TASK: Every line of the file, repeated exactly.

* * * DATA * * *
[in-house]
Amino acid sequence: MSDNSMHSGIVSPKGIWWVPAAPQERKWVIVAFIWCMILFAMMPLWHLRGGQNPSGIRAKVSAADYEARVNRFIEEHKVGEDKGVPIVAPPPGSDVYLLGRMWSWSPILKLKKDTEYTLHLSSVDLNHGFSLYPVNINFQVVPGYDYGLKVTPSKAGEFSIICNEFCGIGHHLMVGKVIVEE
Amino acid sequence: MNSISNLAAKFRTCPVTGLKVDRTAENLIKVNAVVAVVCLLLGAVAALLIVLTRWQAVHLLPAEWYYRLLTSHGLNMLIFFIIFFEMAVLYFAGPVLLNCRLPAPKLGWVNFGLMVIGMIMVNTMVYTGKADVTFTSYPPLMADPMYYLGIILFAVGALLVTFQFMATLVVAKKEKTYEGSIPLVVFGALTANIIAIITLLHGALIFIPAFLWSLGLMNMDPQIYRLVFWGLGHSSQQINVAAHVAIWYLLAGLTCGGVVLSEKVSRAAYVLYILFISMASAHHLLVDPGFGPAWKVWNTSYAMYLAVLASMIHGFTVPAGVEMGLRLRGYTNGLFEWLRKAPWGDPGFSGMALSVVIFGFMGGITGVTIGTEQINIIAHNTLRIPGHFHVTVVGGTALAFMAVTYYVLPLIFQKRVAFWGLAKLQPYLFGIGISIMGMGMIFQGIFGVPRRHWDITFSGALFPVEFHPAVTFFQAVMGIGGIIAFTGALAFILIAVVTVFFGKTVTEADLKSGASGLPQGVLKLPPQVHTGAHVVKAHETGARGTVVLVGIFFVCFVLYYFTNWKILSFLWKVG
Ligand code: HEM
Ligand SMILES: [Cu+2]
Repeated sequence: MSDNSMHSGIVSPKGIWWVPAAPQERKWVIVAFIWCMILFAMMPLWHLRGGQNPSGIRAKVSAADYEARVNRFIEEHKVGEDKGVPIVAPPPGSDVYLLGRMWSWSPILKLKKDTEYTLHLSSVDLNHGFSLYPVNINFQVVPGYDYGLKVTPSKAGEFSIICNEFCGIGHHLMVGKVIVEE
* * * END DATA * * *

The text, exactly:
[in-house]
Amino acid sequence: MSDNSMHSGIVSPKGIWWVPAAPQERKWVIVAFIWCMILFAMMPLWHLRGGQNPSGIRAKVSAADYEARVNRFIEEHKVGEDKGVPIVAPPPGSDVYLLGRMWSWSPILKLKKDTEYTLHLSSVDLNHGFSLYPVNINFQVVPGYDYGLKVTPSKAGEFSIICNEFCGIGHHLMVGKVIVEE
Amino acid sequence: MNSISNLAAKFRTCPVTGLKVDRTAENLIKVNAVVAVVCLLLGAVAALLIVLTRWQAVHLLPAEWYYRLLTSHGLNMLIFFIIFFEMAVLYFAGPVLLNCRLPAPKLGWVNFGLMVIGMIMVNTMVYTGKADVTFTSYPPLMADPMYYLGIILFAVGALLVTFQFMATLVVAKKEKTYEGSIPLVVFGALTANIIAIITLLHGALIFIPAFLWSLGLMNMDPQIYRLVFWGLGHSSQQINVAAHVAIWYLLAGLTCGGVVLSEKVSRAAYVLYILFISMASAHHLLVDPGFGPAWKVWNTSYAMYLAVLASMIHGFTVPAGVEMGLRLRGYTNGLFEWLRKAPWGDPGFSGMALSVVIFGFMGGITGVTIGTEQINIIAHNTLRIPGHFHVTVVGGTALAFMAVTYYVLPLIFQKRVAFWGLAKLQPYLFGIGISIMGMGMIFQGIFGVPRRHWDITFSGALFPVEFHPAVTFFQAVMGIGGIIAFTGALAFILIAVVTVFFGKTVTEADLKSGASGLPQGVLKLPPQVHTGAHVVKAHETGARGTVVLVGIFFVCFVLYYFTNWKILSFLWKVG
Ligand code: HEM
Ligand SMILES: [Cu+2]
Repeated sequence: MSDNSMHSGIVSPKGIWWVPAAPQERKWVIVAFIWCMILFAMMPLWHLRGGQNPSGIRAKVSAADYEARVNRFIEEHKVGEDKGVPIVAPPPGSDVYLLGRMWSWSPILKLKKDTEYTLHLSSVDLNHGFSLYPVNINFQVVPGYDYGLKVTPSKAGEFSIICNEFCGIGHHLMVGKVIVEE